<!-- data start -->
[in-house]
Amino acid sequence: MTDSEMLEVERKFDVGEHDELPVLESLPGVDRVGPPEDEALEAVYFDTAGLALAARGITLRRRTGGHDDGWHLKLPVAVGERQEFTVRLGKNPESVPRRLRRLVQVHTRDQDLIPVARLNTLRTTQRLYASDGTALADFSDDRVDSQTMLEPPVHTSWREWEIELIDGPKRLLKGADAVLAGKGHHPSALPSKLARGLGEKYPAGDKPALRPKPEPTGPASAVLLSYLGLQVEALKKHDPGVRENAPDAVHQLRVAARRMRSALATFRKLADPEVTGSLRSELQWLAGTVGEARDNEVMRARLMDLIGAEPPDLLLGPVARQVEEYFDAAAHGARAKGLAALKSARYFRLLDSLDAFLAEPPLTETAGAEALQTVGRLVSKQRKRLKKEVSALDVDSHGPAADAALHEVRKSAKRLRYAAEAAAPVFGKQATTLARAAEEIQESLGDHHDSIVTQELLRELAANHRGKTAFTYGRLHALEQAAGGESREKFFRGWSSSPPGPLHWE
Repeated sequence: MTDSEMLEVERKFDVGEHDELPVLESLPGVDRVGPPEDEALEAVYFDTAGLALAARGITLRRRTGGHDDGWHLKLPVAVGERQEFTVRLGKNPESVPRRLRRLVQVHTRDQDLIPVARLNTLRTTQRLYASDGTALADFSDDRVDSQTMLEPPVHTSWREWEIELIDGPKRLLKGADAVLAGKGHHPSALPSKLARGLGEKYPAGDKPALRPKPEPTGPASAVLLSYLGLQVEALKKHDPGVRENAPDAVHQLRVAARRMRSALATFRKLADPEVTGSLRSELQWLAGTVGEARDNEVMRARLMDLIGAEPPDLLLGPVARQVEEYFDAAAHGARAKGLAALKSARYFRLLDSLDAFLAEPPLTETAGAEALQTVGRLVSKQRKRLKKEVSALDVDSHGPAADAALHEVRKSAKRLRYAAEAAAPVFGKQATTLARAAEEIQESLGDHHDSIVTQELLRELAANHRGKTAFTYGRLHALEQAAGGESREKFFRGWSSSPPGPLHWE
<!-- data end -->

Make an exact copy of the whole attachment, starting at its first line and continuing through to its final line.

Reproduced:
[in-house]
Amino acid sequence: MTDSEMLEVERKFDVGEHDELPVLESLPGVDRVGPPEDEALEAVYFDTAGLALAARGITLRRRTGGHDDGWHLKLPVAVGERQEFTVRLGKNPESVPRRLRRLVQVHTRDQDLIPVARLNTLRTTQRLYASDGTALADFSDDRVDSQTMLEPPVHTSWREWEIELIDGPKRLLKGADAVLAGKGHHPSALPSKLARGLGEKYPAGDKPALRPKPEPTGPASAVLLSYLGLQVEALKKHDPGVRENAPDAVHQLRVAARRMRSALATFRKLADPEVTGSLRSELQWLAGTVGEARDNEVMRARLMDLIGAEPPDLLLGPVARQVEEYFDAAAHGARAKGLAALKSARYFRLLDSLDAFLAEPPLTETAGAEALQTVGRLVSKQRKRLKKEVSALDVDSHGPAADAALHEVRKSAKRLRYAAEAAAPVFGKQATTLARAAEEIQESLGDHHDSIVTQELLRELAANHRGKTAFTYGRLHALEQAAGGESREKFFRGWSSSPPGPLHWE
Repeated sequence: MTDSEMLEVERKFDVGEHDELPVLESLPGVDRVGPPEDEALEAVYFDTAGLALAARGITLRRRTGGHDDGWHLKLPVAVGERQEFTVRLGKNPESVPRRLRRLVQVHTRDQDLIPVARLNTLRTTQRLYASDGTALADFSDDRVDSQTMLEPPVHTSWREWEIELIDGPKRLLKGADAVLAGKGHHPSALPSKLARGLGEKYPAGDKPALRPKPEPTGPASAVLLSYLGLQVEALKKHDPGVRENAPDAVHQLRVAARRMRSALATFRKLADPEVTGSLRSELQWLAGTVGEARDNEVMRARLMDLIGAEPPDLLLGPVARQVEEYFDAAAHGARAKGLAALKSARYFRLLDSLDAFLAEPPLTETAGAEALQTVGRLVSKQRKRLKKEVSALDVDSHGPAADAALHEVRKSAKRLRYAAEAAAPVFGKQATTLARAAEEIQESLGDHHDSIVTQELLRELAANHRGKTAFTYGRLHALEQAAGGESREKFFRGWSSSPPGPLHWE